Last year Barclay Communications’ predicted that, “the future of technology is mobile”, and over the last 12 months technology has made massive leaps towards this vision. The UK now has its first 4G network, it hosted the first truly mobile Olympics and experienced another soar in tablet computer sales. We’re also exceeding other major nations’ Smartphone penetration and, for the first time, we’re leading the mobile and tablet data download charts.

This year Britt Megahey, Managing Director of Barclay Communications looks ahead and reveals where else mobile technology could take businesses in the next few years.

1. The Year of 4G

Later this month the UKs 4G spectrums will finally be auctioned off and by the second quarter of 2013 the mobile networks will be launching an array of new 4G tariffs to compete with EE.

As these tariffs and more 4G mobile devices begin to flood the market with the promise of faster downloading, internet and app speeds we predict more businesses will migrate to 4G, and that exciting new mobile innovations, which have been waiting for the faster connection speeds, will begin to surface.

However, businesses should remember that the networks are likely to concentrate their 4G coverage on the major cities and towns at first, but some, like O2, are aiming to achieve 98% indoor and outdoor 4G coverage by 2015.

2. Mobile continues to influence business apps, websites and working practices

Mobile apps have been revolutionising how businesses operate over the last couple of years and at the dawn of the 4G era we predict this trend and business investment will continue to grow. In fact, Digital Ad Agency Vertic forecasts that mobile app development will outnumber native PC projects 4-to-1 by 2015.

Businesses will also begin to use more cloud services to host their apps and databases, creating an online work environment that can support more mobile workers and IDC’s, a market intelligence firm, prediction that 32.7% of the world’s workforce will be mobile by 2015.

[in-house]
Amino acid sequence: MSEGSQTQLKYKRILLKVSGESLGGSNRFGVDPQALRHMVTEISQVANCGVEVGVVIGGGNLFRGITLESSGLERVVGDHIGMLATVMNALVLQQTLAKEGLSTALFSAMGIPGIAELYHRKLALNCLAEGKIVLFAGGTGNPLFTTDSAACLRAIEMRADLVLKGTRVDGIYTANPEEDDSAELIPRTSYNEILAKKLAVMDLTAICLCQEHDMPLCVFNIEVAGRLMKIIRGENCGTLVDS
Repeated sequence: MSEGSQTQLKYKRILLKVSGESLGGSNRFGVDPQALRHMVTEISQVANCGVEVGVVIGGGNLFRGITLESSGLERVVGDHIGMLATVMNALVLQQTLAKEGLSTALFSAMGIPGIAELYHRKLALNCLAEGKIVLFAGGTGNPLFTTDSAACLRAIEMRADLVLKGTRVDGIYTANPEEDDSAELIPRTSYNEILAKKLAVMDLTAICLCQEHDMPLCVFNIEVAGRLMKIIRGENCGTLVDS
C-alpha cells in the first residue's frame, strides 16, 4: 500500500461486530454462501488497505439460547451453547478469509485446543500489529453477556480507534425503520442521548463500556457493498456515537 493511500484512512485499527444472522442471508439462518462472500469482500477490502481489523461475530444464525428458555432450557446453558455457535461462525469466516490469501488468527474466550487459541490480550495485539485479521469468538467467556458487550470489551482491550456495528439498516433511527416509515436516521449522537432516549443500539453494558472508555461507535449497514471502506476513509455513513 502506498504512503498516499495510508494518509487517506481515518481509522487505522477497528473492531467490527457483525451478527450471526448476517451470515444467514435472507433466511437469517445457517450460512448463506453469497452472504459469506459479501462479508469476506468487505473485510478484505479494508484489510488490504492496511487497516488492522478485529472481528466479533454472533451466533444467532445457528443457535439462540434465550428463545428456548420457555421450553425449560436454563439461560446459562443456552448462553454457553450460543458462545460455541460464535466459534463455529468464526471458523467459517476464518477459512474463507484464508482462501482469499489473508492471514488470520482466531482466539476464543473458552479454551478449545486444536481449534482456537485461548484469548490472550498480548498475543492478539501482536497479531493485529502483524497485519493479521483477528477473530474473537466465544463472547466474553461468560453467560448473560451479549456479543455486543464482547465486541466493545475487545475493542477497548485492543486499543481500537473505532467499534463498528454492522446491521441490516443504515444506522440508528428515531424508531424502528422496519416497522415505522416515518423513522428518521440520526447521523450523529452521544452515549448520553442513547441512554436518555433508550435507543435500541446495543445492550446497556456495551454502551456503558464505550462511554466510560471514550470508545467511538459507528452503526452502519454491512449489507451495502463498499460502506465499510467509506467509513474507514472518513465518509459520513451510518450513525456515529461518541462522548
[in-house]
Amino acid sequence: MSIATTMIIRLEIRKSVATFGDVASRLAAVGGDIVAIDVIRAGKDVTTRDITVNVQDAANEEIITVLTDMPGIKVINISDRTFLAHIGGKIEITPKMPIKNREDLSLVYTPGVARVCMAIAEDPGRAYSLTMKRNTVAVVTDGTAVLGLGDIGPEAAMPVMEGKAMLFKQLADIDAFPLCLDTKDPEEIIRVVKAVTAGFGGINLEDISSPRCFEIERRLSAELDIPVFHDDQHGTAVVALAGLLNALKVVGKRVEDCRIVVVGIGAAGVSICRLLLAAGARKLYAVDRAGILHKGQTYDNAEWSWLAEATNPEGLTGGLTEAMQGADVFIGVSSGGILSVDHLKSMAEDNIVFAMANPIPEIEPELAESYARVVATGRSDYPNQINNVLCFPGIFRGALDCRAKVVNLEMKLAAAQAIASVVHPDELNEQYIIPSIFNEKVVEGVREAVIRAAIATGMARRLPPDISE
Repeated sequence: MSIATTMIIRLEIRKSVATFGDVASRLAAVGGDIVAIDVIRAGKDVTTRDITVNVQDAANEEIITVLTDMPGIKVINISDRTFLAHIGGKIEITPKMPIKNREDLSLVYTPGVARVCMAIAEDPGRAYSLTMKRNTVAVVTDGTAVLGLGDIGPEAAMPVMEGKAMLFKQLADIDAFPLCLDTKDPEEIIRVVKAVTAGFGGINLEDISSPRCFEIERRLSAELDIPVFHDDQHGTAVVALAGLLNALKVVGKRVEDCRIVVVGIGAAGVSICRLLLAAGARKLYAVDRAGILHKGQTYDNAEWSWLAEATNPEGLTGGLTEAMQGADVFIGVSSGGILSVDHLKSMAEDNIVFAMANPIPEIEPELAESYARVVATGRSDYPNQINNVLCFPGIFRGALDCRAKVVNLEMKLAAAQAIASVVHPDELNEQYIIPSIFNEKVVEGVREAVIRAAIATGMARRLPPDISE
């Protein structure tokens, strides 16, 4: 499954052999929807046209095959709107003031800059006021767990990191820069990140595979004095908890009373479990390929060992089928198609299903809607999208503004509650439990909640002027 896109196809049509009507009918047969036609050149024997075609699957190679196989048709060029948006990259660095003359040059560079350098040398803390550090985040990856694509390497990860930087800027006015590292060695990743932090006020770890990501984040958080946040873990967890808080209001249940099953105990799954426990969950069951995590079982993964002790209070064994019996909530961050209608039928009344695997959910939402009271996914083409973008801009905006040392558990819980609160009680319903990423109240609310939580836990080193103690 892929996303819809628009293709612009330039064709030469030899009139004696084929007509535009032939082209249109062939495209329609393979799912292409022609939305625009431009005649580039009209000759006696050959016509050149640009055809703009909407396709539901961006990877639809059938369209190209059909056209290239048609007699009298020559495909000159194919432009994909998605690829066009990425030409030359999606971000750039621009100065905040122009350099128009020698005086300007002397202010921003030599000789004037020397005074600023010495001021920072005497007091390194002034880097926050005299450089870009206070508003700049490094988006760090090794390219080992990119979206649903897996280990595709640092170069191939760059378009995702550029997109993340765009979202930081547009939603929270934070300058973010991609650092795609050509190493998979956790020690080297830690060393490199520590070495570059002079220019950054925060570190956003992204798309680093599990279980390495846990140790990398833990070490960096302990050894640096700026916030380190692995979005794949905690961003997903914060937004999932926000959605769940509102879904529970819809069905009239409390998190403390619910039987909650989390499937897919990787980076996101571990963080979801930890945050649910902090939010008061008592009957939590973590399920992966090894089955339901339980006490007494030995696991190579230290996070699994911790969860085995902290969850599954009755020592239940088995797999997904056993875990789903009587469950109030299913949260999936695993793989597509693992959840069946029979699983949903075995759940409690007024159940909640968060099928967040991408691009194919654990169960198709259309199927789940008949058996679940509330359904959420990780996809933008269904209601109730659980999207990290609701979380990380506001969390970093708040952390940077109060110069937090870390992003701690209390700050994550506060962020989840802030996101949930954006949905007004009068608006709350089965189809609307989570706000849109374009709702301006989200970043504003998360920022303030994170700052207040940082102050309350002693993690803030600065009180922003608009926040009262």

Lastly, with a sixth of all UK web traffic from a mobile, tablet or other connected device, and a fifth of Smartphone users visiting retail websites on their device (according to Ofcom), we expect to see website design moving towards a more cross-platform format that’s pleasing to view on PCs, tablets and mobiles.

3. Continued Tablet Explosion

Released in May 2010, the iPad was arguably the first tablet and largely responsible for the tablet boom. Two years later Apple had sold 67 million iPads, something that took them 24 years to achieve with the Apple Mac according to CEO, Tim Cook.

In 2012 lighter, cheaper and more portable 7 inch tablets successfully entered the market, and before the end of the year Apple estimated they would ship around 10 million iPad Minis and the Google Nexus 7 reached nearly one million sales per month according to Forbes, the American business magazine.

We believe these cost effective tablets will be snapped up by businesses this year and play a big role in achieving Gartner’s prediction that the 13 million tablets sold in 2012 for business use will more than triple by 2016.

4. The Rise of Windows Phone

Although Android and Apple currently rule the Smartphone market we believe Windows Phone, with its advanced security features, built-in Microsoft Office compatibility and seamless synchronisation with Windows 8 PCs and tablets, will be a strong lure for businesses in the coming years.

In fact, Microsoft has already sold four times as many Windows Phones in 2012 as 2011 according to their Chief Executive Officer, Steve Ballmer. If this growth continues they could realise Gartner’s, the technology researcher’s prediction and knock Apple of the number two Smartphone spot by 2015.

One contrary argument to a Windows Phone rise is the apparent lack of apps (even though there are over 100,000 in the Windows Phone Store), but Microsoft has recognised this and with Nokia they plan to invest up to 18 million Euros in a mobile app development program over the next three years.

5. A Blackberry Come Back

Only a couple of years ago a business person wouldn’t have been without their Blackberry. At its 2009 height Blackberry maker, RIM held a 19.9% share of the Smartphone market, but by the end of Q3 2012 Gartner reported that their share had dropped to just 5.3%.

However, with the Telegraph reporting that Blackberry still has 79 million global subscribers and with the launch of the completely redesigned and much awaited Blackberry 10 at the end of the month, a Blackberry come back could be on the horizon.